This was the first weekend of the return round in a season that was the closest for years. The three top teams: Scots, Riverview and King’s, had lost only one of their first five matches—to one of the others.
None of them wanted to lose this weekend to one of the three bottom feeders, Newington, Joeys and Shore, who had only three wins amongst them in 15 games.
by “former flanker”
The Scots and Shore crowds are deathly silent. Two minutes are showing on the stopped clock. Scots’ flyhalf Nic Shannon is lining up a penalty directly in front of the posts and 24 meters out.
The score is Scots 26 Shore 26. If he kicks this, his team wins. If he misses, Shore will have created a legendary draw.
YESSSSSSS shout Scots supporters. Scots 29 Shore 26
A wonderful game for two mesmerising halves of contrasting strategies led up to the pressure kick from Shannon. In the remaining 60 seconds Scots rumbled the ball up professionally and slumped to the ground when the full time whistle sounded.
Shore players were stunned by the result, having just played the game of their lives but coming up short in the final minute.
In one of the best GPS games seen on Scots Main for many years, both teams exhibited good handling, strong defence, clever strategies, and courage.
The first half was a titanic battle up front, with pick-and-go from the breakdown a key plank in the Shore plan. They mixed that up with inside passes and some wide attack to confuse the defence. This led to a forward crashing over after multiple phases to score their only points in the first half.
Scots worked hard in the first half in defence, going without the ball for some time. When they did get a sniff of the tryline, it was winger Tom Yassmin who stepped through and over defenders only to brought down short. A yellow card against Shore’s fullback Luke Rixon for a cartwheel tackle allowed Scots to mount attacking pressure. A well constructed rolling maul off an attacking lineout led to a five-pointer.
Shore looked to have scored in the right corner prior to half time but the pile of bodies gave the ref no chance to make a ruling and play continued.
Half-time score: 5 – 5 in the battle between equal first and last place on the GPS ladder.
Just three minutes after oranges Scots executed a slick backline move which led to a long break down their right flank and Yassmin calmly ran through the cover defence to score under the posts.
Not to be outdone, Shore soon scored a try down their right flank after top speed by Rixon and an interchange of passes with winger Jack Stinson. Max Sinclair converted from the sideline.
Scots 12 Shore 12, and 27 minutes to go.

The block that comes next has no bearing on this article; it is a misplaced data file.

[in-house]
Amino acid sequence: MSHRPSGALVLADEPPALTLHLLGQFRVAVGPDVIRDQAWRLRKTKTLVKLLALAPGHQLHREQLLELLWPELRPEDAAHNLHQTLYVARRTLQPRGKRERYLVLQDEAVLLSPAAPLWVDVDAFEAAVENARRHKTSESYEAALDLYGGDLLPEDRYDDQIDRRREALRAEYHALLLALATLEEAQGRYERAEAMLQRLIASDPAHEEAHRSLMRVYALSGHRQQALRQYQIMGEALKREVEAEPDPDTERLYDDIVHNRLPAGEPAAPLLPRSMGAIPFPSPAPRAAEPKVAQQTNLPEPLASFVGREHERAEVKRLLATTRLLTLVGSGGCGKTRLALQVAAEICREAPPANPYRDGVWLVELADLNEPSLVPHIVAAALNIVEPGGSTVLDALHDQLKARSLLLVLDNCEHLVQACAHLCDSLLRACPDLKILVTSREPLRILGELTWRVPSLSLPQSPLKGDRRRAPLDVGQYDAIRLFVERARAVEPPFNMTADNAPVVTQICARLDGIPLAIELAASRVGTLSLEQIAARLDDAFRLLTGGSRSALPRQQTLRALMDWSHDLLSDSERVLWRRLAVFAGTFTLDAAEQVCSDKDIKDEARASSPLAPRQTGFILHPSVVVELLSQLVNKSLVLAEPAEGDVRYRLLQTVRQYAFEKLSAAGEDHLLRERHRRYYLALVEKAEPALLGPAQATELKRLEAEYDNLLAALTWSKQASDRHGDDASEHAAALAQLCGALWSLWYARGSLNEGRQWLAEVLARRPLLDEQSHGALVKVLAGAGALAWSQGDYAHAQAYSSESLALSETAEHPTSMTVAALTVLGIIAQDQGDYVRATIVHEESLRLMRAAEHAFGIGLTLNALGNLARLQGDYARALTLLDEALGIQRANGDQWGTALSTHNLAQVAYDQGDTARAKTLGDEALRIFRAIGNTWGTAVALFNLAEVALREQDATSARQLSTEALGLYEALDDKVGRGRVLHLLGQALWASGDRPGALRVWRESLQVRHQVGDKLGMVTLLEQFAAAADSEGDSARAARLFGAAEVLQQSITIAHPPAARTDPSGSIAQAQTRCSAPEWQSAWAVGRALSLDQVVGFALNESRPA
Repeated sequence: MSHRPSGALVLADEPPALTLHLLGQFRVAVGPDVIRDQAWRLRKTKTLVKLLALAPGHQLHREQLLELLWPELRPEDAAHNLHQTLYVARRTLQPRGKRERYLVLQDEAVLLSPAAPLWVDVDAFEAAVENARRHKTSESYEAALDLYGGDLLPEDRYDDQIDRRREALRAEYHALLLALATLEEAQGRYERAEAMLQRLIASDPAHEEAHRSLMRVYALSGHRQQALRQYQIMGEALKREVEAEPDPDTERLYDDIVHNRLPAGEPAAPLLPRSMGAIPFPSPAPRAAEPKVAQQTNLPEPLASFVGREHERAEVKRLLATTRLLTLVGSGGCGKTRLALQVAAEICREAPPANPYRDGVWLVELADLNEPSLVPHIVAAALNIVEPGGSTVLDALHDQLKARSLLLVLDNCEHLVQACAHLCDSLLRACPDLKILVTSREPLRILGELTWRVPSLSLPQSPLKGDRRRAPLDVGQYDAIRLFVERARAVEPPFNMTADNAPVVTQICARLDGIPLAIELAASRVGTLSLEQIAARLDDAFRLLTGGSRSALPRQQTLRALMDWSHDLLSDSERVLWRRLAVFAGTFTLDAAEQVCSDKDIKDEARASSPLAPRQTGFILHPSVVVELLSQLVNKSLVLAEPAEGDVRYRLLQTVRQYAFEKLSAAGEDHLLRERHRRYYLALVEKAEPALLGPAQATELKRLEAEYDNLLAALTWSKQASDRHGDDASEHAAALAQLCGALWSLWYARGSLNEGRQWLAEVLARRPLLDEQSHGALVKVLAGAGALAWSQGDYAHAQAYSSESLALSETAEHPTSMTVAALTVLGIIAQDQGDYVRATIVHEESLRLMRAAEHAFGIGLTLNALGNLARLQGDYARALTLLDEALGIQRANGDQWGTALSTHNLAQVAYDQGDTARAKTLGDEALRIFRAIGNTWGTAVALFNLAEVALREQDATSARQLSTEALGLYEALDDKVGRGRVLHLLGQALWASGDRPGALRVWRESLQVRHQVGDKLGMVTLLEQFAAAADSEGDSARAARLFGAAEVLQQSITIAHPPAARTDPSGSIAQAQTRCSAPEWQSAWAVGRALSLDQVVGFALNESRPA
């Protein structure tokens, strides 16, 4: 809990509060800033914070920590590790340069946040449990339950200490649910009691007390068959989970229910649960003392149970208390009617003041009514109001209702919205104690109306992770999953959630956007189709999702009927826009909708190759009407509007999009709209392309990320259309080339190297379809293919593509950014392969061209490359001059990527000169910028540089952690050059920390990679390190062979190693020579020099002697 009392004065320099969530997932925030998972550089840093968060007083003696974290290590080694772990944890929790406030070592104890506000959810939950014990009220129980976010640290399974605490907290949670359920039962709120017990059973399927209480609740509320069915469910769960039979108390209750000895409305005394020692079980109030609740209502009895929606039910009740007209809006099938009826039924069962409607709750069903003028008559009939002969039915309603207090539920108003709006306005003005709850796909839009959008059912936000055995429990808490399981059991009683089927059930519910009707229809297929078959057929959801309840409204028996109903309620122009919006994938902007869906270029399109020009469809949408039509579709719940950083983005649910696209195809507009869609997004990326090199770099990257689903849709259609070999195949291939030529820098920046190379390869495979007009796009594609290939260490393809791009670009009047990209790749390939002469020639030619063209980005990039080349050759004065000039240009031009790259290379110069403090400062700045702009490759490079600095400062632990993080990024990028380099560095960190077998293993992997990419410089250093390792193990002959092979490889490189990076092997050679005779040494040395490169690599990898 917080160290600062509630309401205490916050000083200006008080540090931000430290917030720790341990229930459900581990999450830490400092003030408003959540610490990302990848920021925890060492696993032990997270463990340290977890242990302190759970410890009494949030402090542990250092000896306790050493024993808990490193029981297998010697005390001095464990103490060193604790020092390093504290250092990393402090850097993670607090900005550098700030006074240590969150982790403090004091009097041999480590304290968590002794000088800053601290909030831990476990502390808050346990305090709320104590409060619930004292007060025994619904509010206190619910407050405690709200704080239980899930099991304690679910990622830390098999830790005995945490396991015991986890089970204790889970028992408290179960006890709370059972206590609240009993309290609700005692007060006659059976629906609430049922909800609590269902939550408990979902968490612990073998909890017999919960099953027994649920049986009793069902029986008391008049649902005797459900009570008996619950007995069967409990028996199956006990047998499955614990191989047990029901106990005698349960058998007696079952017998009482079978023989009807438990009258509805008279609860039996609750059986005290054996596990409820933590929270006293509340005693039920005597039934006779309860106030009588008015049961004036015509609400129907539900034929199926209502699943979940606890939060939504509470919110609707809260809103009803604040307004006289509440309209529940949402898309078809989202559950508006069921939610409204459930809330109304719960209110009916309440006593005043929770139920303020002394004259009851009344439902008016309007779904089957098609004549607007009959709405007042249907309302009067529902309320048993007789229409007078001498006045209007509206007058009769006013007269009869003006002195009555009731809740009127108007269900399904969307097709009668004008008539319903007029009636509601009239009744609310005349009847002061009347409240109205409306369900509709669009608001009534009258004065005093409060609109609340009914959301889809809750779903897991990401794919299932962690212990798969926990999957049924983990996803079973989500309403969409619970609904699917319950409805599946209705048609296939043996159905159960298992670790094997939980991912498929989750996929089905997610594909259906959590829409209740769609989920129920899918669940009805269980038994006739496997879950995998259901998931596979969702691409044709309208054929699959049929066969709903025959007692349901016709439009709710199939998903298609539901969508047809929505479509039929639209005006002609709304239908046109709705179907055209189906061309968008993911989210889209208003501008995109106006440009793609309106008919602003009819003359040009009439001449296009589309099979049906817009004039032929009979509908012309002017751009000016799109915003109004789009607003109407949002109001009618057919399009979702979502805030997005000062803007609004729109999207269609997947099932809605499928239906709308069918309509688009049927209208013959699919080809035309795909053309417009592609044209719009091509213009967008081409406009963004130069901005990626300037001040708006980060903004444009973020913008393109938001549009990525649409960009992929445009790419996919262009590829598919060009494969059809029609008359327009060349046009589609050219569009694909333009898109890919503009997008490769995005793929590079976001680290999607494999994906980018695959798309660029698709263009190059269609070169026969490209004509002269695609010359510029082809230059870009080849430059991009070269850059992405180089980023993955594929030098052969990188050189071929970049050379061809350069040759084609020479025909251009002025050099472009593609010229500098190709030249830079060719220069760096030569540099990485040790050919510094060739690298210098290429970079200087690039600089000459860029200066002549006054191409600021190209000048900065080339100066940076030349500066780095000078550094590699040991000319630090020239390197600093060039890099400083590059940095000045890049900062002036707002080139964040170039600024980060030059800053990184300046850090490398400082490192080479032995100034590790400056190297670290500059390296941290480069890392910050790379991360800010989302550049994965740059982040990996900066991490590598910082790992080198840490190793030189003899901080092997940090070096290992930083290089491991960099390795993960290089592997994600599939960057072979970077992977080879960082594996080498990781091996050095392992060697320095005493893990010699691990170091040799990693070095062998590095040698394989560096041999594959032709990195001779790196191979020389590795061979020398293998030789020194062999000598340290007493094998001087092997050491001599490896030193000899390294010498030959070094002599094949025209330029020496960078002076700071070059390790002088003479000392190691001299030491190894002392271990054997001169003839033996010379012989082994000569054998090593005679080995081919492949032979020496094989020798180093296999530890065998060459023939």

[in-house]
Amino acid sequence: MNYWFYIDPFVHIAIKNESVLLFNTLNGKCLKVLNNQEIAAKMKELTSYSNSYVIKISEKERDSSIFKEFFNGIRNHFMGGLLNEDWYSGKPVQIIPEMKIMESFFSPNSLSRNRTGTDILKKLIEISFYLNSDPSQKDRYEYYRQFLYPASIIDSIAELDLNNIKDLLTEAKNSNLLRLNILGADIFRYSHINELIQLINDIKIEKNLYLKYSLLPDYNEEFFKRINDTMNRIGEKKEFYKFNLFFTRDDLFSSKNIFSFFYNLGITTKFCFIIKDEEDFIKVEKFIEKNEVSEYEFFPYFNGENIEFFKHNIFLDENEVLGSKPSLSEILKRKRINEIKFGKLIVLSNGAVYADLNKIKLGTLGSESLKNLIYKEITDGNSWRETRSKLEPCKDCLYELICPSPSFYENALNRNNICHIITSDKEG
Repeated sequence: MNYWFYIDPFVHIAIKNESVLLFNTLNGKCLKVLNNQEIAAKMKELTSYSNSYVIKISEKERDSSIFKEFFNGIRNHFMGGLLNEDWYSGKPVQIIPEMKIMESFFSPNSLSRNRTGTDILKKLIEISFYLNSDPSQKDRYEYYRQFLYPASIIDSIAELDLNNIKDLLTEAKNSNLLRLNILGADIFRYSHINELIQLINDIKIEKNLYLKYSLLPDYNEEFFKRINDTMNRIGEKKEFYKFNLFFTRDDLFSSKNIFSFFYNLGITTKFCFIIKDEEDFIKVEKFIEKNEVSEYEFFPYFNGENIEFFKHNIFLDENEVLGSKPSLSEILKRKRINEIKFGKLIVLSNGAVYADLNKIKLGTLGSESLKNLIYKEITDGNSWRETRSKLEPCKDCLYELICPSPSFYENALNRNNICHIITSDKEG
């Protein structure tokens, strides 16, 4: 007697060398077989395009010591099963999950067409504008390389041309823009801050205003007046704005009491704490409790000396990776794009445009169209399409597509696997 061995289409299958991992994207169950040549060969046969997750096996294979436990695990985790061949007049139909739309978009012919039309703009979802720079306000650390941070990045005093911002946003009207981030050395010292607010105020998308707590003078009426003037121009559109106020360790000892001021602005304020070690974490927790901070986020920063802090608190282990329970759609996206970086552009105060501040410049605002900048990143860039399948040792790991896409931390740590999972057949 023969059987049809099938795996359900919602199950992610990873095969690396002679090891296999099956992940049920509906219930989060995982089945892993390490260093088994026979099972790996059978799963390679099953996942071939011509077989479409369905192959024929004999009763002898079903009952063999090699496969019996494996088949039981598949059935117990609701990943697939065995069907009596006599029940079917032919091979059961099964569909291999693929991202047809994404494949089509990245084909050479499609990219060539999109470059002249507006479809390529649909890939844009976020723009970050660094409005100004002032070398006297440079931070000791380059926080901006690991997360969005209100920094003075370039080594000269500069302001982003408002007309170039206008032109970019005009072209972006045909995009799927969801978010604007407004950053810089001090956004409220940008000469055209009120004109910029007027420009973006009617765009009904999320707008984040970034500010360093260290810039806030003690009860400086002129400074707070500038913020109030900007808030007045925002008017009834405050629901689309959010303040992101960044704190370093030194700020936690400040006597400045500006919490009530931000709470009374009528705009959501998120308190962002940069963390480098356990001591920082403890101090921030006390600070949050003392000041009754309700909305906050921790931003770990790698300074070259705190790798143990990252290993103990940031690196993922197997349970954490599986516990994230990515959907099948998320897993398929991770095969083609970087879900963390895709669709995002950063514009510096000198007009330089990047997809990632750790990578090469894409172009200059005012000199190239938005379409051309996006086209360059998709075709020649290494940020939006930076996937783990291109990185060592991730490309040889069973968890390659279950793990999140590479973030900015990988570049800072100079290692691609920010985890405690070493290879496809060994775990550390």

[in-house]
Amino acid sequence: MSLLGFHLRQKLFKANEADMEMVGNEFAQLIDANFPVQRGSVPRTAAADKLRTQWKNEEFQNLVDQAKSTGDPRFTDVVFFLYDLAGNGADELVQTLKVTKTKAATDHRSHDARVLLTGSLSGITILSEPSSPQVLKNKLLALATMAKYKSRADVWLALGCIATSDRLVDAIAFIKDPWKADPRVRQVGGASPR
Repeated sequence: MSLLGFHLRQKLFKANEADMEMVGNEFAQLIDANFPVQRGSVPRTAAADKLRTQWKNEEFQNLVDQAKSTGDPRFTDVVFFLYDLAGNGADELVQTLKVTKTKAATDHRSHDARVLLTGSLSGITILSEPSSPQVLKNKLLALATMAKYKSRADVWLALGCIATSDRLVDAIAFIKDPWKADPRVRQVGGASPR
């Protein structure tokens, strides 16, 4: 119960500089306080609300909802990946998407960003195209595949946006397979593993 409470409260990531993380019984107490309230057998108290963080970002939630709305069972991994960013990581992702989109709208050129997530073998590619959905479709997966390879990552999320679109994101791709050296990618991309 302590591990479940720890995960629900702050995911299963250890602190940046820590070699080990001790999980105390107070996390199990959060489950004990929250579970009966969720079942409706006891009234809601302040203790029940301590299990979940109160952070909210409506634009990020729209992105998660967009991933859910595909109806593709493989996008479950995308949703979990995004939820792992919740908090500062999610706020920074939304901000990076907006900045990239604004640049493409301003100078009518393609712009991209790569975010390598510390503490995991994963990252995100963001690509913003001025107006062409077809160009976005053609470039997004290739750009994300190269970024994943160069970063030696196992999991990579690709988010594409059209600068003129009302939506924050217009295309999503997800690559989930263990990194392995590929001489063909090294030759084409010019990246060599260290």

Scots scored next with a chip and chase from 30 meters out, blindside flanker George Miller finishing off the clever movement under the black dot. Shannon converted and Scots had hit the front again. Their offloads at pace in the tackle situation were making big inroads into the Shore defence.
Shore drove the play strongly towards the Scots’ line and after being rebuffed once with a “held up” call, managed another fight back try under the posts, which Sinclair converted.
18 minutes to go; Scots 19 Shore 19.
The dominant player during the second half was Shore’s Rixon. He timed his bursts into the backline with uncanny accuracy, and was so fast that he was able to run around the Scots backs with deadly effect.
With eight minutes remaining, Scots split the Shore outside backs again and put speedy Yassmin away for his second try. Not to be outdone, Rixon accelerated around a Scots winger again, kicked ahead, and the team was awarded a penalty try when he got tackled prior to falling on the ball over the line. Conversion successful.
Three minutes to go; Scots 26 Shore 26.
Then it happened. In one of the few moments of the game when a player was penalised, a breakdown infringement by Shore was noticed and Shannon stepped up. The rest is history.
Full time: Scots 29 defeated an excellent Shore team 26.
3 points Rixon (Shore). Most exciting player on the field.
2 points Yassmin (Scots). 2 tries and one vital turnover off a re-start.
1 point each Rory Suttor (5) and Luke Edwards (1) (both Shore). Most dominant forwards in defence and in-close attack.
Scots remain as joint leaders of the Championship with four rounds to go.
Scots 29 (T. Yassmin 2, H. Green, G. Miller tries; N. Shannon 3 cons, pen) def. Shore 26 (L.Edwards, R. Allen, L. Rixon, A. Nother tries; M. Sinclair 3 cons)
2nd XV: Scots 40 – Shore 0.
Photos of Scots v Shore by “Not in straight”
While most interest may have been at Riverview for match of the round, there was plenty at stake at North Parramatta.
Newington would have been keen to keep their improving form going after a slow start to the season, while the Kingsmen were hoping to turn around some recent average performances against Riverview and Shore.